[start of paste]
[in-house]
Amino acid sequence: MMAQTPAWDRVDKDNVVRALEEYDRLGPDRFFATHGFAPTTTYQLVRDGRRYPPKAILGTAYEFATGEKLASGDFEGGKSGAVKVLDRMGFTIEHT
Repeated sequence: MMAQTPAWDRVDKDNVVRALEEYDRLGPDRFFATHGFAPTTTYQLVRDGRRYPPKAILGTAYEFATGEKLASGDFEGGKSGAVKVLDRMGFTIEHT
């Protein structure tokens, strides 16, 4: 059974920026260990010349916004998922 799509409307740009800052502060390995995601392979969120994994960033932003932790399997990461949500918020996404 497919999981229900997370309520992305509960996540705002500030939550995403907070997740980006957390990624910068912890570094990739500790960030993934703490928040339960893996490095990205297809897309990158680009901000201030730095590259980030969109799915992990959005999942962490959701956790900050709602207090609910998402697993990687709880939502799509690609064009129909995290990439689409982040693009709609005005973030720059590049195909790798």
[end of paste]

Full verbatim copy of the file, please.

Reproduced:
[in-house]
Amino acid sequence: MMAQTPAWDRVDKDNVVRALEEYDRLGPDRFFATHGFAPTTTYQLVRDGRRYPPKAILGTAYEFATGEKLASGDFEGGKSGAVKVLDRMGFTIEHT
Repeated sequence: MMAQTPAWDRVDKDNVVRALEEYDRLGPDRFFATHGFAPTTTYQLVRDGRRYPPKAILGTAYEFATGEKLASGDFEGGKSGAVKVLDRMGFTIEHT
């Protein structure tokens, strides 16, 4: 059974920026260990010349916004998922 799509409307740009800052502060390995995601392979969120994994960033932003932790399997990461949500918020996404 497919999981229900997370309520992305509960996540705002500030939550995403907070997740980006957390990624910068912890570094990739500790960030993934703490928040339960893996490095990205297809897309990158680009901000201030730095590259980030969109799915992990959005999942962490959701956790900050709602207090609910998402697993990687709880939502799509690609064009129909995290990439689409982040693009709609005005973030720059590049195909790798």